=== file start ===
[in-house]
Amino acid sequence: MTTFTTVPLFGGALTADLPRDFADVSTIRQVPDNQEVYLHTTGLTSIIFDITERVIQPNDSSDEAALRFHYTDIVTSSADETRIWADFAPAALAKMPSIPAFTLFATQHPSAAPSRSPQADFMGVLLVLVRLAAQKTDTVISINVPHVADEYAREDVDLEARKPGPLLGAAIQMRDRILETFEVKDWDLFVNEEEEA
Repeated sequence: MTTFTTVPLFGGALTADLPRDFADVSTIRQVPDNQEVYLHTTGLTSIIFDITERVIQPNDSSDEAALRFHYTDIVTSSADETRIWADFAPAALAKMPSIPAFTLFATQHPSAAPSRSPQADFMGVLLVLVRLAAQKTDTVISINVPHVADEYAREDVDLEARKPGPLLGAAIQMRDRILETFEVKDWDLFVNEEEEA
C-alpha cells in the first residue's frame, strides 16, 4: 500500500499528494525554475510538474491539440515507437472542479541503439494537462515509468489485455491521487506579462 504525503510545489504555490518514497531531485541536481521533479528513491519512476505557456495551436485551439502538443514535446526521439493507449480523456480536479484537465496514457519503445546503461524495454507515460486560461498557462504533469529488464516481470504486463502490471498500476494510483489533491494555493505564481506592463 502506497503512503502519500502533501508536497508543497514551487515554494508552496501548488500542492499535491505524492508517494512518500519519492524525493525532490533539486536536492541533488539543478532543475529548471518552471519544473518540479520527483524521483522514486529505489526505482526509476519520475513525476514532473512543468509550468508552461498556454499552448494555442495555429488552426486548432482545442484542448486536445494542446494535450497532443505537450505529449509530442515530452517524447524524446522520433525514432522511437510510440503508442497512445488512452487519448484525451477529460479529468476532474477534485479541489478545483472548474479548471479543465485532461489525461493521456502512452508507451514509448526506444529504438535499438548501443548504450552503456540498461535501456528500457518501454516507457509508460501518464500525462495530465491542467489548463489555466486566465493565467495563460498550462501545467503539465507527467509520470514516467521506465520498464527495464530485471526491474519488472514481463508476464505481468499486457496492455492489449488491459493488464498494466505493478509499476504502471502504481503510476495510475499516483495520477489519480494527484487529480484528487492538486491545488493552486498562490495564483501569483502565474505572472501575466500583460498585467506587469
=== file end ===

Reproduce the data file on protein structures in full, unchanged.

[in-house]
Amino acid sequence: MTTFTTVPLFGGALTADLPRDFADVSTIRQVPDNQEVYLHTTGLTSIIFDITERVIQPNDSSDEAALRFHYTDIVTSSADETRIWADFAPAALAKMPSIPAFTLFATQHPSAAPSRSPQADFMGVLLVLVRLAAQKTDTVISINVPHVADEYAREDVDLEARKPGPLLGAAIQMRDRILETFEVKDWDLFVNEEEEA
Repeated sequence: MTTFTTVPLFGGALTADLPRDFADVSTIRQVPDNQEVYLHTTGLTSIIFDITERVIQPNDSSDEAALRFHYTDIVTSSADETRIWADFAPAALAKMPSIPAFTLFATQHPSAAPSRSPQADFMGVLLVLVRLAAQKTDTVISINVPHVADEYAREDVDLEARKPGPLLGAAIQMRDRILETFEVKDWDLFVNEEEEA
C-alpha cells in the first residue's frame, strides 16, 4: 500500500499528494525554475510538474491539440515507437472542479541503439494537462515509468489485455491521487506579462 504525503510545489504555490518514497531531485541536481521533479528513491519512476505557456495551436485551439502538443514535446526521439493507449480523456480536479484537465496514457519503445546503461524495454507515460486560461498557462504533469529488464516481470504486463502490471498500476494510483489533491494555493505564481506592463 502506497503512503502519500502533501508536497508543497514551487515554494508552496501548488500542492499535491505524492508517494512518500519519492524525493525532490533539486536536492541533488539543478532543475529548471518552471519544473518540479520527483524521483522514486529505489526505482526509476519520475513525476514532473512543468509550468508552461498556454499552448494555442495555429488552426486548432482545442484542448486536445494542446494535450497532443505537450505529449509530442515530452517524447524524446522520433525514432522511437510510440503508442497512445488512452487519448484525451477529460479529468476532474477534485479541489478545483472548474479548471479543465485532461489525461493521456502512452508507451514509448526506444529504438535499438548501443548504450552503456540498461535501456528500457518501454516507457509508460501518464500525462495530465491542467489548463489555466486566465493565467495563460498550462501545467503539465507527467509520470514516467521506465520498464527495464530485471526491474519488472514481463508476464505481468499486457496492455492489449488491459493488464498494466505493478509499476504502471502504481503510476495510475499516483495520477489519480494527484487529480484528487492538486491545488493552486498562490495564483501569483502565474505572472501575466500583460498585467506587469